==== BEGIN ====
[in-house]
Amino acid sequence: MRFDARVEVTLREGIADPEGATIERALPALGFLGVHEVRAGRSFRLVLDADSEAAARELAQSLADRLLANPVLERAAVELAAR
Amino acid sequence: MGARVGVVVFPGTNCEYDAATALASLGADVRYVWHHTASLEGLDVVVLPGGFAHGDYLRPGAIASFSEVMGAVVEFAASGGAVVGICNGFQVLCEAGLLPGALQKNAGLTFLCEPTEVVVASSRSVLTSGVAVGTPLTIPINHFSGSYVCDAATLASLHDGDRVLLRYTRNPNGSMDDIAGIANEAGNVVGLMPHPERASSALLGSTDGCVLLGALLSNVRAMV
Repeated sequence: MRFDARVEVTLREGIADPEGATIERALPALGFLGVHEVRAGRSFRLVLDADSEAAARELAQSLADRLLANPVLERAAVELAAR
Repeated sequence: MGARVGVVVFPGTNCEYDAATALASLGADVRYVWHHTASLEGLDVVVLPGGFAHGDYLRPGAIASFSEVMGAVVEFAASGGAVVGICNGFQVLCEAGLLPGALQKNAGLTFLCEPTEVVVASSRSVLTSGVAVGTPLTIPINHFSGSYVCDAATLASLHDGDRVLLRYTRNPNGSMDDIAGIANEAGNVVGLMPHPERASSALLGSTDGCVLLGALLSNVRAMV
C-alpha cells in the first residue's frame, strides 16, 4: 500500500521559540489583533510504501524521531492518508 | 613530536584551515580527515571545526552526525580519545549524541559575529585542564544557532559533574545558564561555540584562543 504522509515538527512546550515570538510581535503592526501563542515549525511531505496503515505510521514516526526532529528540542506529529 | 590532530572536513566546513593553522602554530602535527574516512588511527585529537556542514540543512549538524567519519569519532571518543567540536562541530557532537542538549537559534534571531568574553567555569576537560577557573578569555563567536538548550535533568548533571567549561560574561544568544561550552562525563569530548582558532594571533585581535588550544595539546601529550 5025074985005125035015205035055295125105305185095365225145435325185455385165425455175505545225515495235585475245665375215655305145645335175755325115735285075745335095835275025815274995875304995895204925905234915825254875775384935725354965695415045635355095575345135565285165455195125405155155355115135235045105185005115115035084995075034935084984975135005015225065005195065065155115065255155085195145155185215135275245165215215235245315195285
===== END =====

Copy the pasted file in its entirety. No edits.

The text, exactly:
[in-house]
Amino acid sequence: MRFDARVEVTLREGIADPEGATIERALPALGFLGVHEVRAGRSFRLVLDADSEAAARELAQSLADRLLANPVLERAAVELAAR
Amino acid sequence: MGARVGVVVFPGTNCEYDAATALASLGADVRYVWHHTASLEGLDVVVLPGGFAHGDYLRPGAIASFSEVMGAVVEFAASGGAVVGICNGFQVLCEAGLLPGALQKNAGLTFLCEPTEVVVASSRSVLTSGVAVGTPLTIPINHFSGSYVCDAATLASLHDGDRVLLRYTRNPNGSMDDIAGIANEAGNVVGLMPHPERASSALLGSTDGCVLLGALLSNVRAMV
Repeated sequence: MRFDARVEVTLREGIADPEGATIERALPALGFLGVHEVRAGRSFRLVLDADSEAAARELAQSLADRLLANPVLERAAVELAAR
Repeated sequence: MGARVGVVVFPGTNCEYDAATALASLGADVRYVWHHTASLEGLDVVVLPGGFAHGDYLRPGAIASFSEVMGAVVEFAASGGAVVGICNGFQVLCEAGLLPGALQKNAGLTFLCEPTEVVVASSRSVLTSGVAVGTPLTIPINHFSGSYVCDAATLASLHDGDRVLLRYTRNPNGSMDDIAGIANEAGNVVGLMPHPERASSALLGSTDGCVLLGALLSNVRAMV
C-alpha cells in the first residue's frame, strides 16, 4: 500500500521559540489583533510504501524521531492518508 | 613530536584551515580527515571545526552526525580519545549524541559575529585542564544557532559533574545558564561555540584562543 504522509515538527512546550515570538510581535503592526501563542515549525511531505496503515505510521514516526526532529528540542506529529 | 590532530572536513566546513593553522602554530602535527574516512588511527585529537556542514540543512549538524567519519569519532571518543567540536562541530557532537542538549537559534534571531568574553567555569576537560577557573578569555563567536538548550535533568548533571567549561560574561544568544561550552562525563569530548582558532594571533585581535588550544595539546601529550 5025074985005125035015205035055295125105305185095365225145435325185455385165425455175505545225515495235585475245665375215655305145645335175755325115735285075745335095835275025815274995875304995895204925905234915825254875775384935725354965695415045635355095575345135565285165455195125405155155355115135235045105185005115115035084995075034935084984975135005015225065005195065065155115065255155085195145155185215135275245165215215235245315195285